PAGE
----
Review: National Theatre Macbeth national tour 2018 at The Lowry
- Credit: Archant
The National Theatre tour of Macbeth delivers some strong performances, but overall is a little disappointing, says Kate Houghton
I am the first to admit, I much prefer a light and fluffy Shakespeare comedy to one of his deeply dark tragedies any day of the week, but I have never seen Macbeth (though I know the bones of the story) and it is on this year’s GCSE curriculum so I took my 15 year old daughter along in hopes of expanding her understanding of the play.
To an extent, this worked. She says that certain quotations fixed more firmly in her mind, certain scenes that showed Macbeth in a different light to the one they’re being taught were helpful in showing her how interpretation is so fluid and variable. She thought the inclusion of the witches and the ghosts of Banquo, Lady Macduff and Lady Macbeth in the final scene where Macbeth meets his end was very clever and indeed, we both agreed that the witches were very well done, though who knew they were pole dancers? However, she was left disappointed and puzzled over the loss of certain scenes and characters, and surprised at the irrelevant retention of others. She also needed the set explained, and the setting. It was stated objective of director Rufus Norris, to work this version so that GCSE students: “get what Shakespeare wrote, but that they’re seeing it in a context which feels like it has some relevance to them.” This only plays out if they’ve all watched the various Hollywood movie versions of The Hungergames and Divergent series, where factions battle it out in a dystopian near-future. It’s not remotely relatable to their own lives, with phones and electricity and an almost complete lack of large swords, bloodthirsty clan chiefs and witches.
For me, Shakespeare’s plays, of whatever form, have a grace and poetry even in the darkest and most bloody of scenes. I saw this only occasionally last night: most beautifully in the scene where Macbeth finds his Lady dead by her own hand. The delivery of “Out, out brief candle” was delicate and filled with grief and regret, which makes it so much more of a shame that it looked like she had killed herself in a rather unpleasant public toilet.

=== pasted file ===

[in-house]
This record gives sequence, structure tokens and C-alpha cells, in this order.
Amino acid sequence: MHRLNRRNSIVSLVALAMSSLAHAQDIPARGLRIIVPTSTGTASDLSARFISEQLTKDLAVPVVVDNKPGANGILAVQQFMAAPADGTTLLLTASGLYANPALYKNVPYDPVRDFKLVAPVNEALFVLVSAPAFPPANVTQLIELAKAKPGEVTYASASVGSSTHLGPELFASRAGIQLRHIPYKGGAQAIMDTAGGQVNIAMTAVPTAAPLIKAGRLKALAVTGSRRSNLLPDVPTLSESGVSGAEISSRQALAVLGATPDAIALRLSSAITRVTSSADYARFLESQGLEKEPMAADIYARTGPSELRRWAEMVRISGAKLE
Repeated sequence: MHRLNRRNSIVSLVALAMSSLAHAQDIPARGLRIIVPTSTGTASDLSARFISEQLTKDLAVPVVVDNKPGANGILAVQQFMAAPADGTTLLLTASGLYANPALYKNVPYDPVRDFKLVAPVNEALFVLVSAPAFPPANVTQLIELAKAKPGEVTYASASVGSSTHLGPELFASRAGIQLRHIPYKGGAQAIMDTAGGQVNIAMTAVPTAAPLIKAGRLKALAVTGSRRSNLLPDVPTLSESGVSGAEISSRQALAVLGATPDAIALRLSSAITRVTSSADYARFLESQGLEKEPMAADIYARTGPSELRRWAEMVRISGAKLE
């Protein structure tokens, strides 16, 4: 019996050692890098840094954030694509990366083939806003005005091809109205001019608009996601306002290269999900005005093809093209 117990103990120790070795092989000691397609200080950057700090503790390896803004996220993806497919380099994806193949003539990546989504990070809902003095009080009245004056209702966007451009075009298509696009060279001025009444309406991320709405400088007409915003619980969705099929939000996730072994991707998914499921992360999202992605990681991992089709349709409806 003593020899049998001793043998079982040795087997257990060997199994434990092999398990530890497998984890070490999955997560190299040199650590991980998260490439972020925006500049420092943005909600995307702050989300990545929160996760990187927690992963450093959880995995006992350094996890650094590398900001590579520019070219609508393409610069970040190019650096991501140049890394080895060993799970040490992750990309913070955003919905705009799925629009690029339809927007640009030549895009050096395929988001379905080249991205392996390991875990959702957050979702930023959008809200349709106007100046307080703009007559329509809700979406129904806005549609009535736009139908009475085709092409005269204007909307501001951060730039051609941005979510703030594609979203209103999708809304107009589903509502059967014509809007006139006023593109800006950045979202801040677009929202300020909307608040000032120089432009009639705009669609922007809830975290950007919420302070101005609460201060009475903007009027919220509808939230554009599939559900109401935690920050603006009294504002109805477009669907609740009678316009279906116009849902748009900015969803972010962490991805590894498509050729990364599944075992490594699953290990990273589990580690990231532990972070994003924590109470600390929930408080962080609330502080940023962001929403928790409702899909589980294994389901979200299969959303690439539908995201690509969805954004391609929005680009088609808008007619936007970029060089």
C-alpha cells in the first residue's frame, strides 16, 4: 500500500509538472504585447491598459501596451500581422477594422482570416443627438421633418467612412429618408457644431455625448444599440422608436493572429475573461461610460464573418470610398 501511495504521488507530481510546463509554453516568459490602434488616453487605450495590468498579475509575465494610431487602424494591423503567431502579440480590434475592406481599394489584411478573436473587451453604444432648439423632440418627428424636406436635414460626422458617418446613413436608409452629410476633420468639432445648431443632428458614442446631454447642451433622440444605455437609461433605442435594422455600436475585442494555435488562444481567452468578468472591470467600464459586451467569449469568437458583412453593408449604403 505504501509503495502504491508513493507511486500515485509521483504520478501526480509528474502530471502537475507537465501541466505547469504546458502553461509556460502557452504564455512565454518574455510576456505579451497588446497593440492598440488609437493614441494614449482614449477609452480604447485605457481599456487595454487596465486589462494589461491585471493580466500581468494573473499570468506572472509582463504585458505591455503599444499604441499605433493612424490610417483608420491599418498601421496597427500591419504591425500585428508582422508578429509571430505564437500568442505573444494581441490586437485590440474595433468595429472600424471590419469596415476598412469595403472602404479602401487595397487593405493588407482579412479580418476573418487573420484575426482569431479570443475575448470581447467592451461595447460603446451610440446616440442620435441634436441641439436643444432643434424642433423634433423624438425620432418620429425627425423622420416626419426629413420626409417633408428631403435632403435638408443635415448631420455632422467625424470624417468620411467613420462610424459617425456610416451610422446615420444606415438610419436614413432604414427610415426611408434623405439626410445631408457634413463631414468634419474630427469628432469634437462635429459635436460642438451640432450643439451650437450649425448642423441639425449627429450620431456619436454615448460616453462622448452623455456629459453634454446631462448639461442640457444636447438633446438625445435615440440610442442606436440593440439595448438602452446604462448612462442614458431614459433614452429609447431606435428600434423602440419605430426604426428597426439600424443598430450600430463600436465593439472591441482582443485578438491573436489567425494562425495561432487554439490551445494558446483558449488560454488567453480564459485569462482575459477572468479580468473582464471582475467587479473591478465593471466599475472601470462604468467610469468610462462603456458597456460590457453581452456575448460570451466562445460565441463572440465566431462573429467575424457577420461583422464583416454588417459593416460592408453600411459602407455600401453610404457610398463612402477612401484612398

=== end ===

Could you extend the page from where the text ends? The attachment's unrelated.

Not knowing the play so well, I did struggle to figure out who was who and what side they were on. The King, Duncan, was made clear from his scarlet suit and bonhomie-filled speech, but as for the rest… And then he popped up again, as Siward, whose sole purpose was to be the first man killed in the woods when the English army arrives to overthrow Macbeth. I looked it up. In the play, it’s ‘Young Siward’, a boy. Here it’s an unnamed much older man looking remarkably familiar. No, my daughter didn’t get it either, she had no idea who he was supposed to be. That bit could easily be lost and none the wiser.
All in all, Norris seems to have focused more on the delivery than the storytelling. It’s a strong story with eternal resonance, or it wouldn’t have lasted so long. Here it’s all a bit rushed, especially the dialogue. I am not ashamed to admit, I need Shakespeare to be slowed down a little, to let me keep up. It’s not modern English, my brain needs time to translate – to get the illusions, the jokes, the beautiful, clever, twisting text that the Bard runs so slickly from the tongues of his protagonists.
Some of the cast were, in this respect, better than others. Kirsty Besterman, as Lady Macbeth, played her brilliantly. Her acting skills are unquestionable, and her careful enunciation and passionate delivery of her so powerful lines really helped! Macbeth, played by Michael Nardone, was also good, though on occasion his emotion overwhelmed his ability to speak, which isn’t helpful. Lisa Zahra, as Lady Macduff, was rather good too and the sense of horror that filled the space as her murderers came forward to do their wicked deed was quite palpable. Even the hordes of teenagers went quiet.
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To summarise: useful for the multitudes of GCSE students set this text for their 2019 exams, definitely. Anything that triggers discussion and debate has to be a good thing, and it’s a grand performance they won’t forget. For the rest of us, not so sure.